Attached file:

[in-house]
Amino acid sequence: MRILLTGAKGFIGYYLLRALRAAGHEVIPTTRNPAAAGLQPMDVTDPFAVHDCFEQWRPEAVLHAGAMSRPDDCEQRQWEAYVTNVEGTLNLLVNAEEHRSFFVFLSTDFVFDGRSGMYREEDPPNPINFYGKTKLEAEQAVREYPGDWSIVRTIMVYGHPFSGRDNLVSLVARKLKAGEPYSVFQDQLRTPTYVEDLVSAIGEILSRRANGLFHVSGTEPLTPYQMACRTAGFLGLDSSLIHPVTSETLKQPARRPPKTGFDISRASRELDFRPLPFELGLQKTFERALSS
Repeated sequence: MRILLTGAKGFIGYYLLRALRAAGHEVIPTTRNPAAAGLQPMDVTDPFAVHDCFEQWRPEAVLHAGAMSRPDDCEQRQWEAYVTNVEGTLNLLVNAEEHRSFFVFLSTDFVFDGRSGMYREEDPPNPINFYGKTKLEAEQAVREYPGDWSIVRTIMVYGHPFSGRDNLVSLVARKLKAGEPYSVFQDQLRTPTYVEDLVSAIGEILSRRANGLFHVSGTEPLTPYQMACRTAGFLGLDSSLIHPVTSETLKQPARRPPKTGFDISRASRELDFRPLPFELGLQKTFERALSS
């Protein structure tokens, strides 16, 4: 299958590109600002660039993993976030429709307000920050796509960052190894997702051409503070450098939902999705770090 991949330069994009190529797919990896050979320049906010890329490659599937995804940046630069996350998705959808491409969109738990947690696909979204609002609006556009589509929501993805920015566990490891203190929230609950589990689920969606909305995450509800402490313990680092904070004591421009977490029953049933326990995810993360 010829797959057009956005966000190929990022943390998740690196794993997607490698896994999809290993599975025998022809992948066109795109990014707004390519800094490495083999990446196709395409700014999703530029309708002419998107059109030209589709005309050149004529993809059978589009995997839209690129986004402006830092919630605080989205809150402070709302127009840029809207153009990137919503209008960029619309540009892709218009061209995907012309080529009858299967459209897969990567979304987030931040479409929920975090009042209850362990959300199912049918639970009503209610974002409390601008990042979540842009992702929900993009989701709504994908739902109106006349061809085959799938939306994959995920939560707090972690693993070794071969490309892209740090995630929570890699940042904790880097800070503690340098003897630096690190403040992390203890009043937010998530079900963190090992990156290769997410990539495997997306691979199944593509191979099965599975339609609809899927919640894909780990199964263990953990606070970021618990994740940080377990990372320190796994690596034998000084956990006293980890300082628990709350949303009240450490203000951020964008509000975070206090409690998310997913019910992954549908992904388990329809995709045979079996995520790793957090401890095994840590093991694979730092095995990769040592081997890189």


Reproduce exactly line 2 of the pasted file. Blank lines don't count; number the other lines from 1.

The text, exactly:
Amino acid sequence: MRILLTGAKGFIGYYLLRALRAAGHEVIPTTRNPAAAGLQPMDVTDPFAVHDCFEQWRPEAVLHAGAMSRPDDCEQRQWEAYVTNVEGTLNLLVNAEEHRSFFVFLSTDFVFDGRSGMYREEDPPNPINFYGKTKLEAEQAVREYPGDWSIVRTIMVYGHPFSGRDNLVSLVARKLKAGEPYSVFQDQLRTPTYVEDLVSAIGEILSRRANGLFHVSGTEPLTPYQMACRTAGFLGLDSSLIHPVTSETLKQPARRPPKTGFDISRASRELDFRPLPFELGLQKTFERALSS